Occasionally, a straightforward dish such as the salt-baked squab appeared: two small strips of deep-red breast meat flanking a nubbin of liver and garnished with rose petals and coffee oil. The meat had a stunning texture to it, so juice-infused it almost seemed to pop with each bite. More often, like the winter garden, the dishes were formed of many elements, such as "The Sea," a ring of thimble-sized cuttlefish gnocchi interspersed with rock shrimp, a lobe of uni, and a smoked oyster. Interspersed around the plate were flecks of squid-ink paper, wisps of lemon foam, and sesame oil and anchovy transformed into a silky powder with tapioca starch.
For every moment of delight, a jarring one: a "Walk in the Forest" of beautifully cooked mushrooms, chickpea crisps, and tiny greens was arranged on an unnecessarily sweet pine meringue. Seared foie gras (a $10 supplement) garnished with beet meringues, dots of rhubarb coulis, and oxalis leaves — beautiful flavors marred by a gummy mass of connective tissue that one of the chefs had forgotten to remove from the liver. A small slab of Arctic char was cooked sous-vide, garnished with a little shaved fennel, and placed on a large river rock set in a bowl. The server poured a floral tea into the bowl, and the rock was soon ringed in dry-ice fog. Lovely — except the fish was cooked 15 degrees too rare, and served 25 degrees too cool, to enjoy. A sous-vide egg served over a cluster of pickled yellowfoot mushrooms and garnished with a smear of green-black nettle purée could have been a spectacular dish. However, Crenn and I disagreed over the ideal texture of a slow-cooked egg. I like mine thick, custardy, and warm, not lukewarm and phlegmy, to be sipped unadulterated from a spoon. Would bread have helped? Yes, but it wasn't art.
Twice, Crenn and pastry chef Juan Contreras smoothed over some of the frustration with two spectacular desserts (a $10 supplement if you're getting the three-course dinner, but included in the five- and 10-course meals). The first, "Textures of Coconut," resembled a snow drift, white swirls of coconut mousse sprinkled with mint granita. Exploring what lay underneath the drift was like opening one of the drawers at 826 Valencia. Would I uncover freeze-dried coconut? Cardamom gelées? Kalamansi lime sorbet? Each spoonful pulled out a new prize. Even more astonishing was a Chinese miniature landscape of rocks and lichens. It was sculpted out of frozen ganache, airy pistachio cake, pear sherbet, and pistachio-purée vines. A dozen different components combined in new ways with each bite, the thrill crescendoing as I burrowed down through the boulders to the cocoa soil.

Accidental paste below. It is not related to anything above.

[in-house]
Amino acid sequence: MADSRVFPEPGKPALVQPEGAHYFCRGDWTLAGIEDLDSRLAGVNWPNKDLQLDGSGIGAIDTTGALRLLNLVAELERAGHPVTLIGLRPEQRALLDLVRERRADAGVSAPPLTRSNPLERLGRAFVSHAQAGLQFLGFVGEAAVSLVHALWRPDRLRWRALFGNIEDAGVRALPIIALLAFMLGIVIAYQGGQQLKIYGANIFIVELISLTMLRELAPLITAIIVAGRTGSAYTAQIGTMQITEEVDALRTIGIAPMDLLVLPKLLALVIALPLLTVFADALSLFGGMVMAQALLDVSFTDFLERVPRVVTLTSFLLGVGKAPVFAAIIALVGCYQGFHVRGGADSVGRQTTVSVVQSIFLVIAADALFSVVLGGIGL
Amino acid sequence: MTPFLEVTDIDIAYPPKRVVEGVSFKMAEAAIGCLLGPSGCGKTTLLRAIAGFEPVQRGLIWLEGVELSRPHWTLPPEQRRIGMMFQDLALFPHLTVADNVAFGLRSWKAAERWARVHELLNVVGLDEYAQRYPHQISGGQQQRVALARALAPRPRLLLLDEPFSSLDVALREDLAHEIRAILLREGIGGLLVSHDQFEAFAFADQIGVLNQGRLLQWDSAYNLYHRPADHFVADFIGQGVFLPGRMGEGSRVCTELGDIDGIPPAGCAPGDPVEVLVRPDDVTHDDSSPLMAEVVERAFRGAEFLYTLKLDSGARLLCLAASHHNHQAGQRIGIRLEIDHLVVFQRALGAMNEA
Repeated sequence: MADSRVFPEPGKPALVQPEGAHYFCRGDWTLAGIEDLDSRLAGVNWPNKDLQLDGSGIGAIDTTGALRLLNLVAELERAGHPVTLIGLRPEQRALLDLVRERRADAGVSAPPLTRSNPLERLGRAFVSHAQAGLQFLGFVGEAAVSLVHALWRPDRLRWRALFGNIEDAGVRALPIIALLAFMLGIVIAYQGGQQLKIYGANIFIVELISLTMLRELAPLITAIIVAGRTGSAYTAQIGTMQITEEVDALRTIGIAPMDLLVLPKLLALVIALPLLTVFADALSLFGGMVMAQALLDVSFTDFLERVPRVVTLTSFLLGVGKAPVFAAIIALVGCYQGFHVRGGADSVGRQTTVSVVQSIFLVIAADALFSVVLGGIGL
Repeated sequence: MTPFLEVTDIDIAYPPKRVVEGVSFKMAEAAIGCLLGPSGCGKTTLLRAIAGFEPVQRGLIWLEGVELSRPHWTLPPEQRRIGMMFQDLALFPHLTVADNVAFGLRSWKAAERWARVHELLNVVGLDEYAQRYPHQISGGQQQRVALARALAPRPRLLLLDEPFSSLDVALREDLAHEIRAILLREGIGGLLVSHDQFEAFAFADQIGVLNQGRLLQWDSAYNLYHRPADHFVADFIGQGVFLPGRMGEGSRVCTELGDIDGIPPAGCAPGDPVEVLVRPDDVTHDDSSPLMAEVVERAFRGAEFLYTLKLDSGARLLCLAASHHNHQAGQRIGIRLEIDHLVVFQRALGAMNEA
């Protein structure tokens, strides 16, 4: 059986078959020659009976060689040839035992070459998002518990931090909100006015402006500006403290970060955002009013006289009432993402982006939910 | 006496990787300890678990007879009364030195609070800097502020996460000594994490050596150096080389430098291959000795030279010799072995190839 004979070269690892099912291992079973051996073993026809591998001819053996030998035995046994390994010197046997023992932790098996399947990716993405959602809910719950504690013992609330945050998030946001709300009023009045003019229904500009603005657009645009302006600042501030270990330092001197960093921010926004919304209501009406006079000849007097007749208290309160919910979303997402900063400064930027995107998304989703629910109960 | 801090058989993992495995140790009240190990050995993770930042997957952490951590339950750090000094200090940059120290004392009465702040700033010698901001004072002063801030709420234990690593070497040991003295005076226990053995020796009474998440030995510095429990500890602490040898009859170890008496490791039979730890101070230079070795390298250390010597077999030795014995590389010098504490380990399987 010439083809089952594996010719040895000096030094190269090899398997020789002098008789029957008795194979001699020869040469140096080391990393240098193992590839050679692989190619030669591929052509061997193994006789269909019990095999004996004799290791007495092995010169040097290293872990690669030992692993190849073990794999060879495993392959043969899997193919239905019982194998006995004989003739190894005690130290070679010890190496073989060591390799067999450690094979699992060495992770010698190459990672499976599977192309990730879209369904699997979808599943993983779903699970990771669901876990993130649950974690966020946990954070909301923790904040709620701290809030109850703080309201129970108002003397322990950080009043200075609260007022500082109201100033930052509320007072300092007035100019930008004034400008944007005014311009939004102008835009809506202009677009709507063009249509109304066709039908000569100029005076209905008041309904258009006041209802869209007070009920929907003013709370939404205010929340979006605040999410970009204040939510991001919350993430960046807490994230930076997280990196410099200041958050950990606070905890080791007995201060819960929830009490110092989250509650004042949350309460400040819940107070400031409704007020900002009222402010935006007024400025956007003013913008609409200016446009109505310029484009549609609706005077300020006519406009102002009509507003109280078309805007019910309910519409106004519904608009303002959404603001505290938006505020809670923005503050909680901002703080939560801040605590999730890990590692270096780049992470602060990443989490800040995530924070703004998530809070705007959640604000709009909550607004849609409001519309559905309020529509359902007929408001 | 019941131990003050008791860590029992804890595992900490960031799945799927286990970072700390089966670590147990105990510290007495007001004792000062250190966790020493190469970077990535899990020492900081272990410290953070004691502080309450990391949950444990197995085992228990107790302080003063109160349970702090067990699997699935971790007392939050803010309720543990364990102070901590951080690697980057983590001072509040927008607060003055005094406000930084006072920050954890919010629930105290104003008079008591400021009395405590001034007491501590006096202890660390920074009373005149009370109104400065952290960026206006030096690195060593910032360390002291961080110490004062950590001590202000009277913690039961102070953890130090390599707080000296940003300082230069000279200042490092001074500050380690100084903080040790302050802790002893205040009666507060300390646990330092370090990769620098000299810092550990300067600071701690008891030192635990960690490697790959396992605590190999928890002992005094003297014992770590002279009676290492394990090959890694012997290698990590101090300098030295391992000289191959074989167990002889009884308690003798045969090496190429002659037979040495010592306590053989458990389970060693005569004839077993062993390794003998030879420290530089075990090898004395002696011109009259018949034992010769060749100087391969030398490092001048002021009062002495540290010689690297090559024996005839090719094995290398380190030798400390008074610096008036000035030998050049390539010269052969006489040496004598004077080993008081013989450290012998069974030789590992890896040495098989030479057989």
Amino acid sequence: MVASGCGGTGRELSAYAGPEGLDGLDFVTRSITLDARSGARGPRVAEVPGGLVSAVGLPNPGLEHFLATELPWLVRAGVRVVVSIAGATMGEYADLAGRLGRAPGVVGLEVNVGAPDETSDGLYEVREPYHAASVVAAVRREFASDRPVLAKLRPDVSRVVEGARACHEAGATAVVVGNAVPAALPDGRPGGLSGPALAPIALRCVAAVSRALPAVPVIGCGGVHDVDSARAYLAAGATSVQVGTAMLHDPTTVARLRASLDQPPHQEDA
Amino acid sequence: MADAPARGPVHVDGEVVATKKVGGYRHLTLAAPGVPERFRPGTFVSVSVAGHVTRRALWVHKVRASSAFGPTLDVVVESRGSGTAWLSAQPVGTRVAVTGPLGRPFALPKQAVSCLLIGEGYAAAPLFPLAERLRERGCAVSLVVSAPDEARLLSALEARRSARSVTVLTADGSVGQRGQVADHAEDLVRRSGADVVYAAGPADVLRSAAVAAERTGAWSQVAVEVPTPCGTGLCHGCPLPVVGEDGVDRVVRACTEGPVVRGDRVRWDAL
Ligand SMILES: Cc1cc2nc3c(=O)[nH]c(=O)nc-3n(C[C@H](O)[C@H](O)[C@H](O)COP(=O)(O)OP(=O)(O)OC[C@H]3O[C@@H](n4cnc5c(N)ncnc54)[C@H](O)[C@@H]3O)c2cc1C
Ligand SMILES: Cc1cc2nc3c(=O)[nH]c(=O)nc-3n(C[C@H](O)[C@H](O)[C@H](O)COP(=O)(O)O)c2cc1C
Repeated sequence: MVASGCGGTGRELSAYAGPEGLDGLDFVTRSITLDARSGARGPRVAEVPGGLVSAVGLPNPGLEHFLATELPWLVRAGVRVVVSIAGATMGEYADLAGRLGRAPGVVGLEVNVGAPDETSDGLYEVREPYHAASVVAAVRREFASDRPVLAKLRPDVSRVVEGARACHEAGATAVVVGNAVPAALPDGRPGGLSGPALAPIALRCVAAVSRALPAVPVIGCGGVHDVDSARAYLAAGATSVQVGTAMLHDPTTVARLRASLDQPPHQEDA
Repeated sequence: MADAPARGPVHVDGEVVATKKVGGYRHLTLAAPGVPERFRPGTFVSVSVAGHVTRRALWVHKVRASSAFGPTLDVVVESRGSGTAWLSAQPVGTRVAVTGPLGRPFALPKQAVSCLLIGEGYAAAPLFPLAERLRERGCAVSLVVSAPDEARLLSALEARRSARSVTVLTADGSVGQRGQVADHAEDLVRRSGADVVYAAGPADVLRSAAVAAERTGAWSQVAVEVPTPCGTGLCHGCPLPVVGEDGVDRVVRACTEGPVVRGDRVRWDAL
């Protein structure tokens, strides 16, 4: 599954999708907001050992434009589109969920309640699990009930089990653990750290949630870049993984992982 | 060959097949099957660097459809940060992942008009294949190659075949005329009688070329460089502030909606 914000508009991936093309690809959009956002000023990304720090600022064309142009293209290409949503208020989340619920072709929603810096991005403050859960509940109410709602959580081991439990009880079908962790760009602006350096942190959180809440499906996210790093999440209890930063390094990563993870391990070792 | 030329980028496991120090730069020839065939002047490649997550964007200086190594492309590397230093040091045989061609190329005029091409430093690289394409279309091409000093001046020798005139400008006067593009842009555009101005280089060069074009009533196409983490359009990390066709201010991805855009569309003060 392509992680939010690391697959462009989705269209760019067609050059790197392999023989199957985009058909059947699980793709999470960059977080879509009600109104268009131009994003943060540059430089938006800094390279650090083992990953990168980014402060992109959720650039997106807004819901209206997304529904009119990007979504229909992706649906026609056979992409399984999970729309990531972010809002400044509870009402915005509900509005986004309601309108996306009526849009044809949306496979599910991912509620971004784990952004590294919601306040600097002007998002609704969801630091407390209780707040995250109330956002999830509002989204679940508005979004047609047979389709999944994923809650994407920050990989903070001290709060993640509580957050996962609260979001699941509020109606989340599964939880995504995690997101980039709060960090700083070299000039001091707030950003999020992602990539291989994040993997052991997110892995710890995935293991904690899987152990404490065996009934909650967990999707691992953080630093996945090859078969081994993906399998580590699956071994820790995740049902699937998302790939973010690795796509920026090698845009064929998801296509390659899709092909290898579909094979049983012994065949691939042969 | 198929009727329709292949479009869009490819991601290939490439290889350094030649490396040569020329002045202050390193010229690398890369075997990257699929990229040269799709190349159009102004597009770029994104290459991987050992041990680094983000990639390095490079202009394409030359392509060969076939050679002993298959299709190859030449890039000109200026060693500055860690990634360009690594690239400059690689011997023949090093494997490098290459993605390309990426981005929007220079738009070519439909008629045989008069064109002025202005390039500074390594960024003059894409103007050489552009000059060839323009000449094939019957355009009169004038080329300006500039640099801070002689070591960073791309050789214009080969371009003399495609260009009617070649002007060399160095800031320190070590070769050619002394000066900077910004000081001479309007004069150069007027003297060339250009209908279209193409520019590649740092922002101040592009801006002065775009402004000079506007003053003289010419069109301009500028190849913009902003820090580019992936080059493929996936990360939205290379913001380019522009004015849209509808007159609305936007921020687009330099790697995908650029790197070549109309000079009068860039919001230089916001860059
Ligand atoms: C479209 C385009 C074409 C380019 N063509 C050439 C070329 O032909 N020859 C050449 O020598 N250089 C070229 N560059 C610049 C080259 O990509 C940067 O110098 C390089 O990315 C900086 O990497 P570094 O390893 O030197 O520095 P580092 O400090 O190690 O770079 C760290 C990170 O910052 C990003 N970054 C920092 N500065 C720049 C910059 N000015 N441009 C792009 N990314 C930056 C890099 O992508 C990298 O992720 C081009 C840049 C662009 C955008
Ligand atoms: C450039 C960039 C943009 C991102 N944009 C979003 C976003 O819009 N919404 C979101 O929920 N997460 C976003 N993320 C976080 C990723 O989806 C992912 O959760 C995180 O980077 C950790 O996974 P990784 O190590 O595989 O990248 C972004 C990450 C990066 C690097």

Given the attentiveness of the servers, the meal's many delays seemed to come from the kitchen. Since Crenn doesn't increase portion sizes for diners who pick the smaller, less expensive prix-fixe meal, those long intervals made hunger flare again. I'm no Falstaff, but my $130-a-person, four-course, two-and-a-half-hour meals both ended in a post-meal sandwich.
As he struggled to cut a slice of char off a mist-wrapped rock, one of my friends murmured, "I'm not sure if this place is a gallery or a restaurant." The same question weighed on me. A gallery — an atelier — is supposed to provoke, inspire, energize; a restaurant to welcome and restore. There are few chefs in the country composing dishes as lyrical and intellectually engaging as Dominique Crenn. But her restaurant doesn't serve dinner: It serves a performance. Is there a way for it to do both, I wonder?